Posted tagged ‘Jobs’

Steve Jobs Resigns as Apple CEO

August 24, 2011

Breaking news out of the Silicon Valley this afternoon as Steve Jobs has resigned as Apple’s CEO.

The 55-year-old Apple co-founder and cancer survivor has been on medical leave from the company for an undisclosed condition dating back to January 17. You’d have to think that Jobs health must be the primary issue for this decision. I can’t see him leaving his post, and taking the title of Chairman, for any other reason.

Here’s what Jobs wrote in his resignation letter (from

To the Apple Board of Directors and the Apple Community:

I have always said if there ever came a day when I could no longer meet my duties and expectations as Apple’s CEO, I would be the first to let you know. Unfortunately, that day has come.

I hereby resign as CEO of Apple. I would like to serve, if the Board sees fit, as Chairman of the Board, director and Apple employee.

As far as my successor goes, I strongly recommend that we execute our succession plan and name Tim Cook as CEO of Apple.

I believe Apple’s brightest and most innovative days are ahead of it. And I look forward to watching and contributing to its success in a new role.

I have made some of the best friends of my life at Apple, and I thank you all for the many years of being able to work alongside you.


Apple: Free Bumpers All Around!

July 16, 2010

Apple’s Steve Jobs announced that the company will give free protective cases to buyers of its latest iPhone model to alleviate the  “death grip” problem.

Sweet…for those who actually own one…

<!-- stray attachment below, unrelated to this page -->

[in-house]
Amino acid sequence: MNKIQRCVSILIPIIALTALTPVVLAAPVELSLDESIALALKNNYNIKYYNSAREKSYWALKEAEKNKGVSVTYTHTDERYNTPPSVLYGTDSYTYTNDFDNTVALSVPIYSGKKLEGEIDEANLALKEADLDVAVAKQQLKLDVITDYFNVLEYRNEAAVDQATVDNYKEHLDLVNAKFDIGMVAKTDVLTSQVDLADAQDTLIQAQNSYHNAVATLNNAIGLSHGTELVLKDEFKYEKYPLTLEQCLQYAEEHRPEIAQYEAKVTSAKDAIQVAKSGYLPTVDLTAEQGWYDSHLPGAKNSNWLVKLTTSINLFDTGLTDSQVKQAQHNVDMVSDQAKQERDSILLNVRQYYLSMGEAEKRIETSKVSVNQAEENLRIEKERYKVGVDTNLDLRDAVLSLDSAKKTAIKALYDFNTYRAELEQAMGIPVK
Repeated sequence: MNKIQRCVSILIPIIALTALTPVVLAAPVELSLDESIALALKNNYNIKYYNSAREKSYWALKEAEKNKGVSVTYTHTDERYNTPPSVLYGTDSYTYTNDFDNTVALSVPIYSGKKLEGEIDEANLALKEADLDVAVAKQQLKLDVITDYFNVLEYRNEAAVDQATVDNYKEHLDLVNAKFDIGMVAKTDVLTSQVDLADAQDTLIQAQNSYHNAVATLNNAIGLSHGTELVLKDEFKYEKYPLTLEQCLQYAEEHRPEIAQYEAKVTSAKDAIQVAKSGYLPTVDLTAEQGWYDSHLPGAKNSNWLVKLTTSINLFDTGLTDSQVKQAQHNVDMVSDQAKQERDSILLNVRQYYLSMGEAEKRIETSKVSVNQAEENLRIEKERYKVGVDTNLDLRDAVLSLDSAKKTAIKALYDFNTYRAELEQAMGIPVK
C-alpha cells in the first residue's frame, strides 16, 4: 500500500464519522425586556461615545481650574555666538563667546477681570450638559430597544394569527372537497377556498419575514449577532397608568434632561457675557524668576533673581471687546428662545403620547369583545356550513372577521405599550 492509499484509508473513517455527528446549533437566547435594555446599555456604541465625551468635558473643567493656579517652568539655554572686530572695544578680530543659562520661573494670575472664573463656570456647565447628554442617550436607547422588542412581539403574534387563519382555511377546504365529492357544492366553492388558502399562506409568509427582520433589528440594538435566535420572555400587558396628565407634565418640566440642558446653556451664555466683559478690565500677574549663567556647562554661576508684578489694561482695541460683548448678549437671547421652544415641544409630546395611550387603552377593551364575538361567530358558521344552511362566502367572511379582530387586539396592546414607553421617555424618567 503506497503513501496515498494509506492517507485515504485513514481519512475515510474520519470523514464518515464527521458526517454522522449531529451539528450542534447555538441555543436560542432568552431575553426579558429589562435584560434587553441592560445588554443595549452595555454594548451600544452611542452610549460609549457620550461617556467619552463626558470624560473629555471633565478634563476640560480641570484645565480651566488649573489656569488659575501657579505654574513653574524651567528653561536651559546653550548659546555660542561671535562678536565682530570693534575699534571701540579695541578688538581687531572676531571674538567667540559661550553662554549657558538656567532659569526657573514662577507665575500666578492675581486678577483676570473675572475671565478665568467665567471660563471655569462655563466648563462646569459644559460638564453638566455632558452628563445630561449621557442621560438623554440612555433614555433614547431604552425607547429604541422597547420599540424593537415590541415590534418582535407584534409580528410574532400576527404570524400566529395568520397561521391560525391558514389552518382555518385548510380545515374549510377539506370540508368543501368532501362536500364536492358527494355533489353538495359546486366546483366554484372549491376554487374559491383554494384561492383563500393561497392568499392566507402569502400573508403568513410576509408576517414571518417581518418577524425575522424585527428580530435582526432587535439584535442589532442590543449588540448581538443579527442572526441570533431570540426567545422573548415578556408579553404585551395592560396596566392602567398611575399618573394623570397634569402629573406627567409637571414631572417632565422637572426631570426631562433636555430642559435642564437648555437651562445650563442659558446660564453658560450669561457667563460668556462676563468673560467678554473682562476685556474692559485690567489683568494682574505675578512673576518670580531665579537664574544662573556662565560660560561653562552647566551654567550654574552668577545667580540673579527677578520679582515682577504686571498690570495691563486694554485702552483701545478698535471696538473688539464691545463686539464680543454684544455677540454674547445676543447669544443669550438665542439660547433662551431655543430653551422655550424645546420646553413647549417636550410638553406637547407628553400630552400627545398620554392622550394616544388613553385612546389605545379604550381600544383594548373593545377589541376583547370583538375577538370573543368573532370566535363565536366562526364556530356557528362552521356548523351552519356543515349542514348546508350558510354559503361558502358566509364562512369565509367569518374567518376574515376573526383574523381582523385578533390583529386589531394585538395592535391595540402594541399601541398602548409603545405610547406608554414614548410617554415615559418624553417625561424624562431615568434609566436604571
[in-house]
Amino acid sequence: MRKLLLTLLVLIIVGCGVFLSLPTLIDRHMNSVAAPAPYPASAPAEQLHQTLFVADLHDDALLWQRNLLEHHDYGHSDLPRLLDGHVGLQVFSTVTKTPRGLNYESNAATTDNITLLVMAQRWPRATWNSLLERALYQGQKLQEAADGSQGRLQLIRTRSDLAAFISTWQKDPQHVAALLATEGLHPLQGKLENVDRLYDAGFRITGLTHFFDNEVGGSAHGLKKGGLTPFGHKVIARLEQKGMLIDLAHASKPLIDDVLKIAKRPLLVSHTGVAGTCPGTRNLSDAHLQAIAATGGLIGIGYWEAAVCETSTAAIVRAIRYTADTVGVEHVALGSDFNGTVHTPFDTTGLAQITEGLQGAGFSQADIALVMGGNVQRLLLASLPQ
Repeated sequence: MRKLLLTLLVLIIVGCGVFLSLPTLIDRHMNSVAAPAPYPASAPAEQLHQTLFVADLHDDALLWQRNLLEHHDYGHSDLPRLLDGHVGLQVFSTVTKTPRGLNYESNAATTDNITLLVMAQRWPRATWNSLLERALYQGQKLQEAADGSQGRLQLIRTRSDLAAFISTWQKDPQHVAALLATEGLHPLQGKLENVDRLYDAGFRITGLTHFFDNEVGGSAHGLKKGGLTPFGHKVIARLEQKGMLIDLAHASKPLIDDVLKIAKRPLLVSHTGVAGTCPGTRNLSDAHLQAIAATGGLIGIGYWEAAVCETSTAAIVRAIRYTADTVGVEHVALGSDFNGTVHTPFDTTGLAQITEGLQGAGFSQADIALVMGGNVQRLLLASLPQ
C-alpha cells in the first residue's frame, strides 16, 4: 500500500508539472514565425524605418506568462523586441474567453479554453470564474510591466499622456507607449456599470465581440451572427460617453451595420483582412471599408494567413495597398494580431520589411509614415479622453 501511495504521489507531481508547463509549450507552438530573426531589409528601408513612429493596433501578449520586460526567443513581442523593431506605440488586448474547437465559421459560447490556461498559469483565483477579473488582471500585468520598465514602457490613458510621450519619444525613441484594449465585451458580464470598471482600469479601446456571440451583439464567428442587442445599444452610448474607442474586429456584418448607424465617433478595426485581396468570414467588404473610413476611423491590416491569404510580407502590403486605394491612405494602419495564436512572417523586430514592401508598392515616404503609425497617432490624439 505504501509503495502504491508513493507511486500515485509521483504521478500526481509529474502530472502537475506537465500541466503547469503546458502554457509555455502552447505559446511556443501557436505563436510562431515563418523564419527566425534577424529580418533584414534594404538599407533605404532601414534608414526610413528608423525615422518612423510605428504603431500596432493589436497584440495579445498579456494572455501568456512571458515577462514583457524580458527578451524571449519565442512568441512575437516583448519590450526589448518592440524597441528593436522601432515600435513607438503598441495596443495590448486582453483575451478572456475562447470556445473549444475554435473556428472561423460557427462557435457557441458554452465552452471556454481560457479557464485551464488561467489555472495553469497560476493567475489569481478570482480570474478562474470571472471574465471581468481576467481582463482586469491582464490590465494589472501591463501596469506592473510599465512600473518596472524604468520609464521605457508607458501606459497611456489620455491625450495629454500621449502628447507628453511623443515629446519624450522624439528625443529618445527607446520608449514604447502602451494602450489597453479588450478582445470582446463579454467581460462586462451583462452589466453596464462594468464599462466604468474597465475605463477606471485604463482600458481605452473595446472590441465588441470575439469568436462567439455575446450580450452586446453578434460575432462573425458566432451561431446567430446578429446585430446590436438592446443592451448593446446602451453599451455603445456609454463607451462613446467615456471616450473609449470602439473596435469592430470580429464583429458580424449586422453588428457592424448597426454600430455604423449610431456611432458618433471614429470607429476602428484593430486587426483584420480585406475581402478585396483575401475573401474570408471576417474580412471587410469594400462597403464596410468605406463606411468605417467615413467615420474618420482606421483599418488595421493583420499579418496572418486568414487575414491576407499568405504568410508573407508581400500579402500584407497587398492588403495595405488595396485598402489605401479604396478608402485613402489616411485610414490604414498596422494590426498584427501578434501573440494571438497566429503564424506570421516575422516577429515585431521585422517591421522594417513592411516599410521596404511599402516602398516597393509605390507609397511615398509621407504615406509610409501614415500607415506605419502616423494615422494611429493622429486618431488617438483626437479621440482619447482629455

From CNET:

Apple plans to give iPhone 4 users a free case in hopes of satisfying concerns about the design of its antenna and signal problems.

CEO Steve Jobs made the announcement (click here for the live blog) during a press conference at Apple’s headquarters in Cupertino, Calif., Friday morning in response to a public-relations crisis over signal issues reported with the iPhone 4, which was unveiled in June. iPhone 4 owners will apply for the free bumper (a case that protects just the outer rim of the phone) online at Apple’s Web site, and owners who already purchased a bumper will get a full refund, Jobs said.

From Ars Technica:

After days of being pilloried for the iPhone 4’s antenna problems, Apple CEO Steve Jobs took to the stage in Cupertino, California to respond. Jobs announced during the iPhone 4 press conference Friday that every iPhone 4 user will get a free Apple Bumper to help mitigate antenna problems. This will apply to every user who buys an iPhone through September 30. iPhone 4 owners who have already purchased one of the $30 bumpers will get a full refund. Users who don’t like the bumper solution and are still unhappy with the iPhone can bring it back for a full refund instead.

From USA Today:

Apple will offer free cases to past and current iPhone 4 customers through September 30, and is offering a full 30-day refund to customers who have had signal loss issues with the iPhone and no longer want it.

“We’re not perfect, and phones aren’t perfect either, but we want to make all of our users happy,” Apple CEO Steve Jobs said.

Friday’s announcement follows a recent Consumer Reports blog post in which they said they could not recommend the iPhone 4 because of problems with the antenna located on the bottom left of the device.

From CBS News:

“We’re not perfect, phones aren’t perfect. But we want to make all our users happy.” And with that uncharacteristically humble introduction, Steve Jobs offered what passed for Apple’s apology to iPhone 4 users who have encountered reception troubles and said they would receive free bumpers.

“We love our users. We try hard to surprise and delight them. We work our asses off and have a fun time doing it,” he said during a press briefing Friday morning at the company’s corporate headquarters in Cupertino, Calif. He later added: “When people are criticizing us, we take it really personally…maybe we should have a wall of PR people protecting us from that, but we don’t.”